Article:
Can't work where you choose and won't help to whine.
They'll call you SURPLUS, a need to align;
so just upstick and move, quit your home base.
How can they affirm whom they won't define.
Be a REFUGEE, leave the Cape and its wine,
find a province where you don't have to chase.
You''ll work where you choose, no cause to repine.
You want in the end to see your sun shine,
you want to bow out with pride, leave a TRACE.
And if they affirm you (still can't define),
well, you'll work where you choose, have your light whine.


Last month’s exercise might have put some off as there were fewer submissions. The villanelle might seem an archaic, European form, and too constructed for some who prefer free verse, but I am interested in the paradox that working within the tight structure of rhyme and repeated lines can also loosen one’s writing in surprising ways.

Just to remind everyone that the exercises are merely prompts, but poets are welcome to submit anything else they are working on.

John Eppel’s haunting and enigmatic lament titled Villanelle is threaded through with both secular and sacred images of loss and death. The poem captures the mood well, and the form is perfect for lament, with lines repeated. I would like one more clue as to what this poem is about – this perhaps could be provided by the title, which currently does not add anything. I feel this poem is slightly underwritten, which is better than being overwritten, as the reader has to take time and apply her mind to what is happening (rather than being hit over the head with overt meaning). Yet I also want to know that my notion of what the poet intended by the poem is not way off.

In Poachers’ Moon, Jeannie McKeown works with the paradox that the “austere in autumn gold” light of the full moon, which we usually associate with love, serenity and beauty, provides the light for poachers to commit their atrocities. It is an effective set up. There are lines where there is some clumsiness – it is always a good idea to read your poem aloud to hear where the rhythm or metre falters. I also didn’t understand why the poachers were “too soon”. And although it might be possible to get away with having lines that do not rhyme, this is unusual in a villanelle. I would rewrite paying attention to the rhymes of the non-couplet lines. I did like the short line “feel the axe”, which amplifies the horror of the sudden mutilation.

Linda Zinzi Sealy’s clever and amusing First Villanelle – here the title is apt – turns writer’s block on its head, as it becomes a Buddhist virtue. I also liked the movement of the poem, from the stress and pressure of “having” to write a villanelle by Thursday, to the last line of peaceful emptiness, which also, paradoxically, achieves the goal of the exercise. Again, I suggest reading a poem you are writing aloud, and listening for those lines that stumble on the tongue. Where the content of the line is about stumbling, that could work, otherwise it can interfere with what might be an otherwise lovely poem.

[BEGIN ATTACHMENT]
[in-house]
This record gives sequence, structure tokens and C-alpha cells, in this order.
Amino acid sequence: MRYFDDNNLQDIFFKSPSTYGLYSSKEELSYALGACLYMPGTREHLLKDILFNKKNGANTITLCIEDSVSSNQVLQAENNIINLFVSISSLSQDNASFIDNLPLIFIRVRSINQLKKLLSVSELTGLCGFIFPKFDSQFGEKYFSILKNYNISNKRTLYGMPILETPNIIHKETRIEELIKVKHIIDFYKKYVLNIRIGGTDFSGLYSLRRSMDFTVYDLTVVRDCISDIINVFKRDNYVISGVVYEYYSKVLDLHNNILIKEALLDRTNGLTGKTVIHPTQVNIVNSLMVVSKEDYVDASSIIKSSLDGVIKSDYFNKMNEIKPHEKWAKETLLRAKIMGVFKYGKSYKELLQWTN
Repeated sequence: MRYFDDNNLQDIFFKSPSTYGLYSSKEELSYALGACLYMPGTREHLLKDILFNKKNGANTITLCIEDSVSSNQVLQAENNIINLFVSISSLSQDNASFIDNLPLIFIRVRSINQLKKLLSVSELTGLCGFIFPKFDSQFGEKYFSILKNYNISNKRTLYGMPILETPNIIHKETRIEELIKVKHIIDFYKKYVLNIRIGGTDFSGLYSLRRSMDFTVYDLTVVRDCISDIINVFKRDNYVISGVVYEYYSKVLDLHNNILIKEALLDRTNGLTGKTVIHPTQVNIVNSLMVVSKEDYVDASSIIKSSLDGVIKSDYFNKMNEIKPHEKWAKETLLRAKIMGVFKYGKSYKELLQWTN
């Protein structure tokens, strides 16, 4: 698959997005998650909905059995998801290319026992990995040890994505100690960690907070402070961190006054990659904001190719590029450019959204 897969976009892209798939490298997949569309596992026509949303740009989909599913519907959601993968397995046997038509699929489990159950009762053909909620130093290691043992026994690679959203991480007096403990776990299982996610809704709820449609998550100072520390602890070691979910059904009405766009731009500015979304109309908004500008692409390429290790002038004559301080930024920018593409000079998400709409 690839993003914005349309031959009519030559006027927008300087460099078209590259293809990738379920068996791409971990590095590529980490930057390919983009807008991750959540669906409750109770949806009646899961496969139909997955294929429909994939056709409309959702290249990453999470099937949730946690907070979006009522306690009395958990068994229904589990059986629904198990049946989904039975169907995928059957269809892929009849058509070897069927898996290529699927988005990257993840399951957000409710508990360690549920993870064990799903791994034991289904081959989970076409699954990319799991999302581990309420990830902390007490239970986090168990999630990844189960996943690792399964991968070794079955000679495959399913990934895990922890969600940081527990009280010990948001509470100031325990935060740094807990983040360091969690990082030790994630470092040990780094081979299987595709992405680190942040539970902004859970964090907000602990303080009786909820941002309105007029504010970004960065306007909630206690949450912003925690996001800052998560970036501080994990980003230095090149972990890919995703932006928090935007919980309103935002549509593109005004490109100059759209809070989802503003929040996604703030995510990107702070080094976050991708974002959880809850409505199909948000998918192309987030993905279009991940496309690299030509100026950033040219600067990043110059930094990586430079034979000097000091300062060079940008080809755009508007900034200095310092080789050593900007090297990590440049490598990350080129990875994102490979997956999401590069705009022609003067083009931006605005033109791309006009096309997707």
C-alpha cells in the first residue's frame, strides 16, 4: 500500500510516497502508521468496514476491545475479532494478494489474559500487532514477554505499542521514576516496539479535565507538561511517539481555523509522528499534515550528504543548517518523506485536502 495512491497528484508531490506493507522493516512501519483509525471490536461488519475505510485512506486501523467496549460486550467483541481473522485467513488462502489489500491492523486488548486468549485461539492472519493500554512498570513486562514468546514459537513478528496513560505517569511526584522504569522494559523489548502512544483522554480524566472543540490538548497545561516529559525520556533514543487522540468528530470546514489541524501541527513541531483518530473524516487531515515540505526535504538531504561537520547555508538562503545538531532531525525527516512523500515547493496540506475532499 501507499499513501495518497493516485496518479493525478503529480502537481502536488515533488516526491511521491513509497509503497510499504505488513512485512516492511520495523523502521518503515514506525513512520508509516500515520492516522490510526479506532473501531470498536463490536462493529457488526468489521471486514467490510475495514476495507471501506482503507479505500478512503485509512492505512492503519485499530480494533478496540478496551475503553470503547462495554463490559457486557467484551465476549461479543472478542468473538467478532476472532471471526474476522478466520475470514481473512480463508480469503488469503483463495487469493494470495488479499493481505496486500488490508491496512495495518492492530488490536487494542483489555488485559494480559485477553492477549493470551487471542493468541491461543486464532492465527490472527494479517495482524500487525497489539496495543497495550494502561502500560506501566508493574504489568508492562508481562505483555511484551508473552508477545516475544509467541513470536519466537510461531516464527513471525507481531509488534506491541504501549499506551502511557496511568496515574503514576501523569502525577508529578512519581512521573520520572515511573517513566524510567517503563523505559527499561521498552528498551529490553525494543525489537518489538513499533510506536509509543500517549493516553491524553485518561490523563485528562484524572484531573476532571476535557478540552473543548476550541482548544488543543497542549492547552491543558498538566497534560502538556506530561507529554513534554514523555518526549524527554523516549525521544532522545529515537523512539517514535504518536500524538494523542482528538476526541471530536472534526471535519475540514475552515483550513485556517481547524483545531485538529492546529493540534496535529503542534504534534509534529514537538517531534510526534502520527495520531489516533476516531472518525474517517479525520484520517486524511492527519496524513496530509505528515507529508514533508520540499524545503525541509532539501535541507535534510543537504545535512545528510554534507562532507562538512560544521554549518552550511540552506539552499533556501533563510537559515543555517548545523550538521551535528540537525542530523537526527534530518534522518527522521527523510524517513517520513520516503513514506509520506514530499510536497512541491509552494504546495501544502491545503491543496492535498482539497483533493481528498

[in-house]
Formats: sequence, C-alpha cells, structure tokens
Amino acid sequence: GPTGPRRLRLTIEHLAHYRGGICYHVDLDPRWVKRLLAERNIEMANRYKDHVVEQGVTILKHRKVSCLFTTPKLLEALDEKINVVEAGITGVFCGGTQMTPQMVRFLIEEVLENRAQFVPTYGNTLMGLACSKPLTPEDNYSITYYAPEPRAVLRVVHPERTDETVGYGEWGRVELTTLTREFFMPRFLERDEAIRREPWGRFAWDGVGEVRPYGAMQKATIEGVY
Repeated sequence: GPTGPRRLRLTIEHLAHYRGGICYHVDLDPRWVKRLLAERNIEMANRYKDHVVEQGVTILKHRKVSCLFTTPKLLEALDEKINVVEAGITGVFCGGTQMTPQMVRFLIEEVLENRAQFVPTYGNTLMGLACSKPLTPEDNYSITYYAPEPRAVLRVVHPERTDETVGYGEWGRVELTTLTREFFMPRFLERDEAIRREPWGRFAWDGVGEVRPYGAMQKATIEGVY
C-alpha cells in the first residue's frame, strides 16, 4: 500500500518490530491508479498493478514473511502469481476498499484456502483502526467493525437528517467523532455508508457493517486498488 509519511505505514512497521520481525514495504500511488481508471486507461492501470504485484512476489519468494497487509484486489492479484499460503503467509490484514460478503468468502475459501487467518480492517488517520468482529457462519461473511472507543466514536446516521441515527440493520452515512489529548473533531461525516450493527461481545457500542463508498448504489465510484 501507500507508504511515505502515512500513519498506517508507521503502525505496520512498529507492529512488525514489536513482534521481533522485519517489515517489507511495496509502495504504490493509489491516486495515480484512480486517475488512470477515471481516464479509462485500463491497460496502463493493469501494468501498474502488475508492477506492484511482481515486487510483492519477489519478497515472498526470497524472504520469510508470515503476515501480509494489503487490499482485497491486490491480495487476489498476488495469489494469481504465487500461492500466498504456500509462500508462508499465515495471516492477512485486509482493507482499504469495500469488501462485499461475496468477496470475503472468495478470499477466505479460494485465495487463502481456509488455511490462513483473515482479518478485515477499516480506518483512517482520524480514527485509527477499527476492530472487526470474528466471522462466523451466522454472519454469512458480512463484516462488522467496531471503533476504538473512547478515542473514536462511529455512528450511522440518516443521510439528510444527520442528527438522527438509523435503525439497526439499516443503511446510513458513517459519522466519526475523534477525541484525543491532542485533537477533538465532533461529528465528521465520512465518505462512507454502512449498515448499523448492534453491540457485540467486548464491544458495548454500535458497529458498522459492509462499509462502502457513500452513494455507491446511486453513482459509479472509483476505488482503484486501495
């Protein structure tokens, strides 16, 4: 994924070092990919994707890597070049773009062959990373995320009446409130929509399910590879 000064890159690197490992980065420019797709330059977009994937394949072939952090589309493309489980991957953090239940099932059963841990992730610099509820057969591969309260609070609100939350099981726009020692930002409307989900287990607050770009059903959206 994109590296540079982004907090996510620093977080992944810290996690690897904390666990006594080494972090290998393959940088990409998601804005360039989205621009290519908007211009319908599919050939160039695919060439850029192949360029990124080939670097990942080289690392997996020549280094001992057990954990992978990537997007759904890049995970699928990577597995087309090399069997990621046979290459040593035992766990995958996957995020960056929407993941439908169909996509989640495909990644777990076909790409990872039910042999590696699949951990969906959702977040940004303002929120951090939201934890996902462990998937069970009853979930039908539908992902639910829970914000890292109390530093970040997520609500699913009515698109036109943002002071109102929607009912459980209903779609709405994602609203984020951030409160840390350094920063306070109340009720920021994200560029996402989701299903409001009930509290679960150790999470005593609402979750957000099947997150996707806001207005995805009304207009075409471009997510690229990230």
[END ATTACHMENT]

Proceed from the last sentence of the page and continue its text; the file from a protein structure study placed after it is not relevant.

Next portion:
The thought vignette of Ross Fleming’s virtual penseé contrasts the simplicity of a thought with the difficulty of lived experience. I suggest cutting the first line; the last one also sticks with me. Could this work?

these days
it's easier
to read
or write
a poem than
to live one.

I liked the two versions of On Signal Hill, early evening by Keith Edwards where a few words convey a sense of something much greater. I suggest changing “risen” to “rises” or “is rising”, as these evoke movement, and the assonance works better with the rest of the poem. I also suggest changing “Your face – I was sixty when I first noticed – sad-eyed child with rosebud mouth” to “Your face – at sixty I first noticed – sad-eyed child with rosebud mouth”.

In Importance, Keith Edwards seems to contrast the dictum that one should read the great novels with the importance of being aware of climate change. I like the switch in language between the first and second stanzas, and the powerful imagery of changes in nature. I am confused about the girl of nineteen – is this Jane Austen? Yet climate change was not an overt issue in her time. I need more clarity as to who the narrator is.

Homage to the House Dust Mite is lovely, in the style of Ogden Nash or Gus Ferguson. Keith Edwards’ last submission is a villanelle Affirming Madness, which takes on the thorny issue of affirmative action and race classification. The poem is full of energy, but comes across too wordy and constructed for my liking. It is such an art not to let words get in the way of what you are saying. I suspect that one of the problems is not having enough time to live with a poem before the submission deadline.